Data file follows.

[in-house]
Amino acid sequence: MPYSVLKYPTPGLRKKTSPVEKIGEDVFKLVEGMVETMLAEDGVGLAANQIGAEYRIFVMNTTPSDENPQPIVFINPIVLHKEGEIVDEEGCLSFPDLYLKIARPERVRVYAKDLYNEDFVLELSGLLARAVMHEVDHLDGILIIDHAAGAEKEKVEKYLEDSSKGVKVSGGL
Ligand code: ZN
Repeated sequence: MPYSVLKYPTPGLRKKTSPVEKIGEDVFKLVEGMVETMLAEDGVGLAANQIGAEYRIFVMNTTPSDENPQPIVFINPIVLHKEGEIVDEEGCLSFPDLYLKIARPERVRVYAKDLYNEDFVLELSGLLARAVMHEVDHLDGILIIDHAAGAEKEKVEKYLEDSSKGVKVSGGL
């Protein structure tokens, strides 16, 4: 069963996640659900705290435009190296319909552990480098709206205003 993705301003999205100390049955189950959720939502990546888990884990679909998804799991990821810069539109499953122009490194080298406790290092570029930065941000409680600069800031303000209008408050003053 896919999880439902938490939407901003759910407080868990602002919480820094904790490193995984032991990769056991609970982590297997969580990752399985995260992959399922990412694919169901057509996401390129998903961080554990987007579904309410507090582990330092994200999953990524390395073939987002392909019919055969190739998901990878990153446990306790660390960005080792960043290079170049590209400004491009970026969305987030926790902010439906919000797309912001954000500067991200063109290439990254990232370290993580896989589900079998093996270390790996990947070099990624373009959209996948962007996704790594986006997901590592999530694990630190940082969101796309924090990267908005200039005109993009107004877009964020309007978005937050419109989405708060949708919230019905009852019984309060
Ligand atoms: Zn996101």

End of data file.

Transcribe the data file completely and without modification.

[in-house]
Amino acid sequence: MPYSVLKYPTPGLRKKTSPVEKIGEDVFKLVEGMVETMLAEDGVGLAANQIGAEYRIFVMNTTPSDENPQPIVFINPIVLHKEGEIVDEEGCLSFPDLYLKIARPERVRVYAKDLYNEDFVLELSGLLARAVMHEVDHLDGILIIDHAAGAEKEKVEKYLEDSSKGVKVSGGL
Ligand code: ZN
Repeated sequence: MPYSVLKYPTPGLRKKTSPVEKIGEDVFKLVEGMVETMLAEDGVGLAANQIGAEYRIFVMNTTPSDENPQPIVFINPIVLHKEGEIVDEEGCLSFPDLYLKIARPERVRVYAKDLYNEDFVLELSGLLARAVMHEVDHLDGILIIDHAAGAEKEKVEKYLEDSSKGVKVSGGL
């Protein structure tokens, strides 16, 4: 069963996640659900705290435009190296319909552990480098709206205003 993705301003999205100390049955189950959720939502990546888990884990679909998804799991990821810069539109499953122009490194080298406790290092570029930065941000409680600069800031303000209008408050003053 896919999880439902938490939407901003759910407080868990602002919480820094904790490193995984032991990769056991609970982590297997969580990752399985995260992959399922990412694919169901057509996401390129998903961080554990987007579904309410507090582990330092994200999953990524390395073939987002392909019919055969190739998901990878990153446990306790660390960005080792960043290079170049590209400004491009970026969305987030926790902010439906919000797309912001954000500067991200063109290439990254990232370290993580896989589900079998093996270390790996990947070099990624373009959209996948962007996704790594986006997901590592999530694990630190940082969101796309924090990267908005200039005109993009107004877009964020309007978005937050419109989405708060949708919230019905009852019984309060
Ligand atoms: Zn996101």